38. The European attitudes are quite refreshing in comparison to some of the restrictive views on this side of the Atlantic. However, it’s also a good idea to have limits (“all things in moderation”). I was totally disgusted at the ridiculous and heavy-handed response to the “pop star” incident at the Super Bowl. Spending huge sums of money for FCC “investigations” and fining the networks was far more obscene in my view. A good example of cretinous prudes in action! Canada tends to lean more towards the European example, although there are still some restrictive attitudes prevalent. Some examples: a portion of the programming on late night network TV resembles that Rick referred to in removing the TV from his children’s room (I find some of the violence shown on TV to be more obscene and disturbing than the nudity or sexual content!). Topless protests seem to occur in Vancouver (and other cities) from time-to-time and the Police response for the most part is to just monitor but not interfere (the tourists always seem to enjoy those occasions, as they never fail to show up for the photo op). The “breast feeding issue” also seems to crop-up on a regular basis, but this has been getting a bit better lately. Finally, Wreck Beach in Vancouver has been a “clothing optional” beach for years – noboby really cares – the nudity is just not an issue for most. People need to “lighten up” a bit and focus on more important issues, rather than worrying about inconsequential things like fig leaves on the cover of books or a bit of public nudity (as long as it’s not too extreme).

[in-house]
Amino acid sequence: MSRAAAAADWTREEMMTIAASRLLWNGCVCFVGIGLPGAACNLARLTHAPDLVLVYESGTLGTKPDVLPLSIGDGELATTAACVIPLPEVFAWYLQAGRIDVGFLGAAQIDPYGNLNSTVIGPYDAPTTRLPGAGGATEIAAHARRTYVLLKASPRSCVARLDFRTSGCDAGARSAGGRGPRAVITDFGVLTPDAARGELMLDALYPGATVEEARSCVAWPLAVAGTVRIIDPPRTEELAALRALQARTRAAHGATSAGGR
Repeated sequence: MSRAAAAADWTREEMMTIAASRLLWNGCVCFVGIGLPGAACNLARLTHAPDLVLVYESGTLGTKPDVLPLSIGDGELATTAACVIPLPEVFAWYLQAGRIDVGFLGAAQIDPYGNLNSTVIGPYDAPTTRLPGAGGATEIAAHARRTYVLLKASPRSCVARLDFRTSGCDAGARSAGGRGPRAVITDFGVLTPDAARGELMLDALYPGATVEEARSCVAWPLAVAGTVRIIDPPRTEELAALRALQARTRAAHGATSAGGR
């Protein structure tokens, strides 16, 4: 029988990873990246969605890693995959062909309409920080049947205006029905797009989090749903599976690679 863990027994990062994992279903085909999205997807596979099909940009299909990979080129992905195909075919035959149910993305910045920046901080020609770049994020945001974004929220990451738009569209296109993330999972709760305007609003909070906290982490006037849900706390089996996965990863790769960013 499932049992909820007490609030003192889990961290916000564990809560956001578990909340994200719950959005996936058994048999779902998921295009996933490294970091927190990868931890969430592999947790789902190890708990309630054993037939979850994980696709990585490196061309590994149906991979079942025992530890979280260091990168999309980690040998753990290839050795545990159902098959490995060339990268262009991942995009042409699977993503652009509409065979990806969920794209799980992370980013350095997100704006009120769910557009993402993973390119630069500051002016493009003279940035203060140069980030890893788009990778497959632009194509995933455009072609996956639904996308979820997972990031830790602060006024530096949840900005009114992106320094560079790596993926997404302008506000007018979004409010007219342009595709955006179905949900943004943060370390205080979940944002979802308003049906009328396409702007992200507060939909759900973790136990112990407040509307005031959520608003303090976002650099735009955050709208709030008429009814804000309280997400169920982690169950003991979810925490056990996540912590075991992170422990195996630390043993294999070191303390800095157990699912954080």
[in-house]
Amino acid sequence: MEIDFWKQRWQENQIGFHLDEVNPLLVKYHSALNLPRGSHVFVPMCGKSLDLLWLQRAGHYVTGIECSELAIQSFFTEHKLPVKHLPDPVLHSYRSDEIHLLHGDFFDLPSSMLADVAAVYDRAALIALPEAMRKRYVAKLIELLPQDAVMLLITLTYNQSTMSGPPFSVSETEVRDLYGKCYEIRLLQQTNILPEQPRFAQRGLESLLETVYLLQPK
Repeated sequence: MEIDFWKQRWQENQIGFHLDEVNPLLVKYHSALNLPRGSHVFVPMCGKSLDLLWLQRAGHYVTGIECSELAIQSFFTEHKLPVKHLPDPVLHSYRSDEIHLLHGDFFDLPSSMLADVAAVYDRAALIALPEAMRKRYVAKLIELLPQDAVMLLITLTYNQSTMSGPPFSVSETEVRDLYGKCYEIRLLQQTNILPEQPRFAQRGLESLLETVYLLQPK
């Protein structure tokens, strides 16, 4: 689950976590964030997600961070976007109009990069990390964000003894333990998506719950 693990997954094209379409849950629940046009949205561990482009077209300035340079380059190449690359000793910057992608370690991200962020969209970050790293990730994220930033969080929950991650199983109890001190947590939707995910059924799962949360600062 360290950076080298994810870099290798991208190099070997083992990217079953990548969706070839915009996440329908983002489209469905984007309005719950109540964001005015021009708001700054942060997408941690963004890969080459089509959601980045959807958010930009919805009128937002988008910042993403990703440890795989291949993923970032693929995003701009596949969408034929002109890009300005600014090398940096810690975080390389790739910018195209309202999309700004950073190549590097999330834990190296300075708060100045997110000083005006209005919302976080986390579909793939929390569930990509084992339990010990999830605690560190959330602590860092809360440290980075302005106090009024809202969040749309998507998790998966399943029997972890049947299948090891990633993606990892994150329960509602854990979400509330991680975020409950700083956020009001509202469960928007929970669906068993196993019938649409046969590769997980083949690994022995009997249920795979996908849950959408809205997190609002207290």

39. How many sex shops? How many doctors who prescribe “happy” medicine? How many soldiers used to be stationed at the Presidio, etc? (violence). I went on a Everest trek a couple years ago as part of a climbing expedition. Interesting country. The same girl/old woman who gives the haircuts also gives you a “happy ending” (hand job).